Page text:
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Coronavirus: Physician, pharmacy organizations decry drug hoarding by doctors


The statement follows reports of doctors writing prescriptions for possible COVID-19 treatments for themselves and their families.

coronavirus, COVID-19, drug hoarding, healthcare

Physicians and hospitals should stop prophylactically prescribing and hoarding drugs being discussed as possible COVID-19 coronavirus treatment, according to a statement from doctor and pharmacist groups.

In a March 25 statement, the American Medical Association, American Pharmacist Association, and Americans Society of Health-System Pharmacists highlighted both physicians’ and pharmacists’ responsibility to be stewards of healthcare resources during the COVID-19 coronavirus pandemic.

The statement followed media reports of doctors calling in prescriptions for drugs, like chloroquine, which have been touted by President Donald J. Trump as a possible “game changer” in the treatment of COVID-19. No drugs have been approved by the FDA for the treatment of the disease.

According to The New York Times, doctors have been stockpiling these drugs for themselves and their family members and pharmacists who refuse to fill them are being verbally abused and pressured to comply. Several states have taken action to end the practice.

“Stockpiling these medications-or depleting supplies with excessive, anticipatory orders-can have grave consequences for patients with conditions such as lupus or rheumatoid arthritis if the drugs are not available in the community,” the statement says. “The health care community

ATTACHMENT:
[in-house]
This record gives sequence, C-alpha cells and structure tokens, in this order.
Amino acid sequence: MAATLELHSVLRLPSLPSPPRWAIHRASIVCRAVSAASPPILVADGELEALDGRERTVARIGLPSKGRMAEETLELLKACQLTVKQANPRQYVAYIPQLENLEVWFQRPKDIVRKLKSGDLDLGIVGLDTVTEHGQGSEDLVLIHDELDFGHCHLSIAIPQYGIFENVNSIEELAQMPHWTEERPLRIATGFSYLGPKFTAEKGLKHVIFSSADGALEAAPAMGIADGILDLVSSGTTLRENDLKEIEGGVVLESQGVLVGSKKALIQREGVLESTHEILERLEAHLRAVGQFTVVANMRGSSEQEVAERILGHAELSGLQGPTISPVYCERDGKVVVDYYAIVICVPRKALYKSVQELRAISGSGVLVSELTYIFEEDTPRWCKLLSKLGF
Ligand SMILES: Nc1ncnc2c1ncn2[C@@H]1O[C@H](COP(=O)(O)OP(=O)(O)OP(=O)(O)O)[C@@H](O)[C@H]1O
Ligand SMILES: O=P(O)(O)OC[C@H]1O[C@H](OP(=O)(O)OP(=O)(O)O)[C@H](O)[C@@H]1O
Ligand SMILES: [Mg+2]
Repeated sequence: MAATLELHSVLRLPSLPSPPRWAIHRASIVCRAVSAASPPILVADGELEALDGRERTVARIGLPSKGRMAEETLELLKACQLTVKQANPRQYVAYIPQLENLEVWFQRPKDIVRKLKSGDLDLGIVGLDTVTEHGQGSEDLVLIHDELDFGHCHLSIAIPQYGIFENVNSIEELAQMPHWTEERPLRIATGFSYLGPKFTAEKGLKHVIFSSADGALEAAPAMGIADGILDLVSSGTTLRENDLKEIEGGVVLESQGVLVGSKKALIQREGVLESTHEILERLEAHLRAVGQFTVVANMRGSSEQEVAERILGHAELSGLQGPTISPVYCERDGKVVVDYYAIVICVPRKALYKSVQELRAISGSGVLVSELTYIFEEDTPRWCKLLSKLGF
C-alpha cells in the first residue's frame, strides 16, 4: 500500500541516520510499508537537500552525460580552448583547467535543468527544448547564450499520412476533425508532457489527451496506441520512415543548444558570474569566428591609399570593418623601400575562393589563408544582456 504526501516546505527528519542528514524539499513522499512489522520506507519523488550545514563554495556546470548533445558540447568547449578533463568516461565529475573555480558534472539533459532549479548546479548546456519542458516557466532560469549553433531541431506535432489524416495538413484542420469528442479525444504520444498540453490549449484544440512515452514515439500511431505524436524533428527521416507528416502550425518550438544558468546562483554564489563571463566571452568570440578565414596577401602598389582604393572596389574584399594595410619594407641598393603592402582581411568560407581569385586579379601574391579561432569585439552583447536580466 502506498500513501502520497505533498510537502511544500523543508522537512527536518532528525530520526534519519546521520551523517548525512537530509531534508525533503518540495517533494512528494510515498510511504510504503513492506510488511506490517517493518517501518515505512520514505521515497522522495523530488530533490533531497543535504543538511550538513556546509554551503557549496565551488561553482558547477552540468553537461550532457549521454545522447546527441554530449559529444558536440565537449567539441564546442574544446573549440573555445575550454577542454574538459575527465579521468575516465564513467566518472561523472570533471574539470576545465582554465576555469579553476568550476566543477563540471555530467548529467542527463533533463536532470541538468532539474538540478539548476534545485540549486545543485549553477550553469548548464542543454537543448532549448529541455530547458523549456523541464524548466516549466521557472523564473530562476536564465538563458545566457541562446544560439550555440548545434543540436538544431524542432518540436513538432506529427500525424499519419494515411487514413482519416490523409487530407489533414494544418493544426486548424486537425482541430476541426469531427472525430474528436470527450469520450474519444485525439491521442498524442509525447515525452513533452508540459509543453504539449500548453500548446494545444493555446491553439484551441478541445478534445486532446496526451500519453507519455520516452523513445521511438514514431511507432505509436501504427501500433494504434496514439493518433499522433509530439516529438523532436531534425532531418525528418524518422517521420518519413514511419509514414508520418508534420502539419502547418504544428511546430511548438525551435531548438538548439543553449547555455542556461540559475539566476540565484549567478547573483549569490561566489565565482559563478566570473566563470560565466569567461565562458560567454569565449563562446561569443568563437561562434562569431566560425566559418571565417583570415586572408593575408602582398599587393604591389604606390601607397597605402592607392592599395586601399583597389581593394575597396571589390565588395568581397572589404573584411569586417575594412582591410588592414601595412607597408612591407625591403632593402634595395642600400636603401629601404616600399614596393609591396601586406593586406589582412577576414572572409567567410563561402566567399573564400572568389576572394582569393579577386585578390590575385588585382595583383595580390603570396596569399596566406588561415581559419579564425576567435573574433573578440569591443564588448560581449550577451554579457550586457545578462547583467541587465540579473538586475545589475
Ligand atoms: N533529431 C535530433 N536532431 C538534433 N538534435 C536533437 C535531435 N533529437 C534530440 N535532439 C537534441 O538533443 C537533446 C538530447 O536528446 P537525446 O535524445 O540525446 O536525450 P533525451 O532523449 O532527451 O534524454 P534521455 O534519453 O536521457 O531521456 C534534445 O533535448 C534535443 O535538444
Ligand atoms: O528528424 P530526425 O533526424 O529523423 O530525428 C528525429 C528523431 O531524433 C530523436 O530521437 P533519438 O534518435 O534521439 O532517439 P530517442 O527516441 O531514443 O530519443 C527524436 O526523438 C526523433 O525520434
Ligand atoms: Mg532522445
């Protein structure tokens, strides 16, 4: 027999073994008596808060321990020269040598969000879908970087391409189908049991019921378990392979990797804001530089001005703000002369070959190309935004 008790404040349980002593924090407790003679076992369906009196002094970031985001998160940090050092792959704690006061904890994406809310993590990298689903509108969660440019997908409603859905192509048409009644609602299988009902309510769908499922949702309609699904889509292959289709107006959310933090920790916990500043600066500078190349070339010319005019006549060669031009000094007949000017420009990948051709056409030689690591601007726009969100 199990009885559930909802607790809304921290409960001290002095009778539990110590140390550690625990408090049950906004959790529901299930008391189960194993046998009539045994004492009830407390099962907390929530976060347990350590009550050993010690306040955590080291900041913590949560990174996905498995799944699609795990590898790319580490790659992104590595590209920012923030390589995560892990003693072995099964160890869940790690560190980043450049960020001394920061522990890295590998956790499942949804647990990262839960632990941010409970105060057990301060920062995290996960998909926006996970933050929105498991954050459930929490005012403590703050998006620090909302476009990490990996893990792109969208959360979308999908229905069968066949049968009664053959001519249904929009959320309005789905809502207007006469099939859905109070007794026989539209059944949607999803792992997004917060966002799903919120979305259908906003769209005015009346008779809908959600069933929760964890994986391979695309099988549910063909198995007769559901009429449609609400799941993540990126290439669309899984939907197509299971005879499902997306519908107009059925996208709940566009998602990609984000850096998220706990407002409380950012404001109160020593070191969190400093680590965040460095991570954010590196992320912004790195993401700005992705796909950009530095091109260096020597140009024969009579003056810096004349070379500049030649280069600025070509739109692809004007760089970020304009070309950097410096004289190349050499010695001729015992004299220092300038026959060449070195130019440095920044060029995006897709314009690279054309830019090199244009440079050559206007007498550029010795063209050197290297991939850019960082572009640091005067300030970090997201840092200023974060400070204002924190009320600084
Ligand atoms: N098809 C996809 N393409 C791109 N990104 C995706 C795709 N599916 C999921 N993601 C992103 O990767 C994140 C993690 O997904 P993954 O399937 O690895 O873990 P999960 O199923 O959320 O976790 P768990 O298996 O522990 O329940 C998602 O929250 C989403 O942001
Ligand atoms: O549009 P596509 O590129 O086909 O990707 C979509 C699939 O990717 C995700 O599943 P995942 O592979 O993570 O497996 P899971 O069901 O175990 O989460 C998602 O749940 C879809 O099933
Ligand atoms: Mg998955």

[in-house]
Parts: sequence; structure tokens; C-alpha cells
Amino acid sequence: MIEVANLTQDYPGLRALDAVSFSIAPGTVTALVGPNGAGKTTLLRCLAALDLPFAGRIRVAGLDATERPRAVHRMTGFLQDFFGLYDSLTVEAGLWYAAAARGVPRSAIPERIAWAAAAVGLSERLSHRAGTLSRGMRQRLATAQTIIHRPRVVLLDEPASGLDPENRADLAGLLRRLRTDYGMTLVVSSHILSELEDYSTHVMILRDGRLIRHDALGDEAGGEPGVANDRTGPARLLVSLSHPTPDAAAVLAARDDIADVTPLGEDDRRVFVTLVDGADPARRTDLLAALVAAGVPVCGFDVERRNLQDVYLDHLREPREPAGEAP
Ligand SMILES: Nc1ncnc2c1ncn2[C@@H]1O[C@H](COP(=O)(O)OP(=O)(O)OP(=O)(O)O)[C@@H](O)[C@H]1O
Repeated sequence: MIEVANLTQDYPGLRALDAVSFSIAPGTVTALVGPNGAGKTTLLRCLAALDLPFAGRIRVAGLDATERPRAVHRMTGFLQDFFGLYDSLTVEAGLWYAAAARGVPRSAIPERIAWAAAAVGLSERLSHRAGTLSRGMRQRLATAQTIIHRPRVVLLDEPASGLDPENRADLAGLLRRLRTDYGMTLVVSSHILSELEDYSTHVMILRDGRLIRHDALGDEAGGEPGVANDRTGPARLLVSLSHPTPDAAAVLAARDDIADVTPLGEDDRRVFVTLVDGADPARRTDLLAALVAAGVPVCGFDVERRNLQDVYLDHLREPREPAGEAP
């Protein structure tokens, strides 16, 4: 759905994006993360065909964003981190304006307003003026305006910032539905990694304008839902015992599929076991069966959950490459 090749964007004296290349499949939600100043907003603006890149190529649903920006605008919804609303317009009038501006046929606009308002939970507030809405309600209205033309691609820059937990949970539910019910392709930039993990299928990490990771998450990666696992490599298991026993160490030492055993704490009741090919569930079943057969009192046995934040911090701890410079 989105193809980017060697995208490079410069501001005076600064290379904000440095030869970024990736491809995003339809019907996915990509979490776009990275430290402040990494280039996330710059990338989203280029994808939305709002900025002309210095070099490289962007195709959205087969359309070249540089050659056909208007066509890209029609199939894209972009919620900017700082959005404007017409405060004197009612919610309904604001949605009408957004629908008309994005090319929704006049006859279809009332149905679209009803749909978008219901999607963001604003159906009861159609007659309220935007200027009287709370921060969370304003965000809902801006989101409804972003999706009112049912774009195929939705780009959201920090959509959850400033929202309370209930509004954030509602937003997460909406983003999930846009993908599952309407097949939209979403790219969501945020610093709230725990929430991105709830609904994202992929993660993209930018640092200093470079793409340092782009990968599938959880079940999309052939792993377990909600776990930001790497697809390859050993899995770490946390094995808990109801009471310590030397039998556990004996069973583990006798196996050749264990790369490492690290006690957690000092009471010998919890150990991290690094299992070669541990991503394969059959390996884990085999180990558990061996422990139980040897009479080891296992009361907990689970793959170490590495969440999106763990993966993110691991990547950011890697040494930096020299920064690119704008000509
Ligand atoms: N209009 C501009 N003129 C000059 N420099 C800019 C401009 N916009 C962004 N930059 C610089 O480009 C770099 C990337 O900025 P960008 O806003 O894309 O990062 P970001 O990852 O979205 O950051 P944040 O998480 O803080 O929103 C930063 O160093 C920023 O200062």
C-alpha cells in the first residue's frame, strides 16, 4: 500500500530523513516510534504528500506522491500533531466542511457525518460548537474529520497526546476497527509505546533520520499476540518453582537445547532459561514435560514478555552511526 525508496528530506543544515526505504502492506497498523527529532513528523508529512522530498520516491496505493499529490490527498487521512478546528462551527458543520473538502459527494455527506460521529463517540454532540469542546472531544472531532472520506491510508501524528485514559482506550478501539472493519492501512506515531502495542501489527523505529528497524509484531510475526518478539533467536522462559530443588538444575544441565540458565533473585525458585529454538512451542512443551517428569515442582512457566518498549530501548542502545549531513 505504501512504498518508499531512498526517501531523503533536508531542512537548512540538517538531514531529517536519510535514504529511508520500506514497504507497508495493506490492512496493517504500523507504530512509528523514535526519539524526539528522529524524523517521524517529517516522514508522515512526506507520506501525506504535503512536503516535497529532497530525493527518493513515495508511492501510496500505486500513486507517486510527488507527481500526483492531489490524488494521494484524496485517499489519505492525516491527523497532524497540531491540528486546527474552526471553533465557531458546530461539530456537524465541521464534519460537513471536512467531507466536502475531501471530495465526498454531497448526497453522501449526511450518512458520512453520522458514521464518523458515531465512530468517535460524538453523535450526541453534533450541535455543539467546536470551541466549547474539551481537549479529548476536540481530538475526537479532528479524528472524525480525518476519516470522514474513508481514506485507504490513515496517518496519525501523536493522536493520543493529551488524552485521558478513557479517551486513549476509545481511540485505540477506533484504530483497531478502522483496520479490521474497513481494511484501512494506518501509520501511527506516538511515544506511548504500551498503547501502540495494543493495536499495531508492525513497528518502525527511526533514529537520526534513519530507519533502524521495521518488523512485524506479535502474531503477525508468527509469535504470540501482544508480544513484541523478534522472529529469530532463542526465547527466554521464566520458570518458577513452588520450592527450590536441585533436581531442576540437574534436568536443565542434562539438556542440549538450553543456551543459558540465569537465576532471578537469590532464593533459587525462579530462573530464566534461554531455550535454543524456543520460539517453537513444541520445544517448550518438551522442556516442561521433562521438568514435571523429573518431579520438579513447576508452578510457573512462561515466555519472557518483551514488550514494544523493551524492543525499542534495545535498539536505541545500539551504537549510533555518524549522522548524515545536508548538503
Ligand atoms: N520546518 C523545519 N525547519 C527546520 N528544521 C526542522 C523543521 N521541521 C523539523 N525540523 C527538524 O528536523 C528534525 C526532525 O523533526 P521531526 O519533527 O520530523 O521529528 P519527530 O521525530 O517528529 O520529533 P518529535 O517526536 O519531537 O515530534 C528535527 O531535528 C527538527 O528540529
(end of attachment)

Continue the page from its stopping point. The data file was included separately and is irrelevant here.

must collectively balance the needs of patients taking medications on a regular basis for an existing condition with new prescriptions that may be needed for patients diagnosed with COVID-19.”

In addition to addressing the physicians and pharmacists, the statement also cautions against state actions to curb access to the drugs and asks that any policies make an emphasis on professional responsibility and not hinder patients who are already prescribed the drugs from receiving them.

“We applaud the ongoing efforts to conduct clinical trials and generate evidence related to these and other medications during a time of pandemic,” the statement says. “We are also encouraged that some pharmaceutical manufacturers are increasing production of high-demand medications as well as supplying them for use in clinical trials.”

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Jennifer N. Lee, MD, FAAFP
© National Institute for Occupational Safety and Health
© National Institute for Occupational Safety and Health
© National Institute for Occupational Safety and Health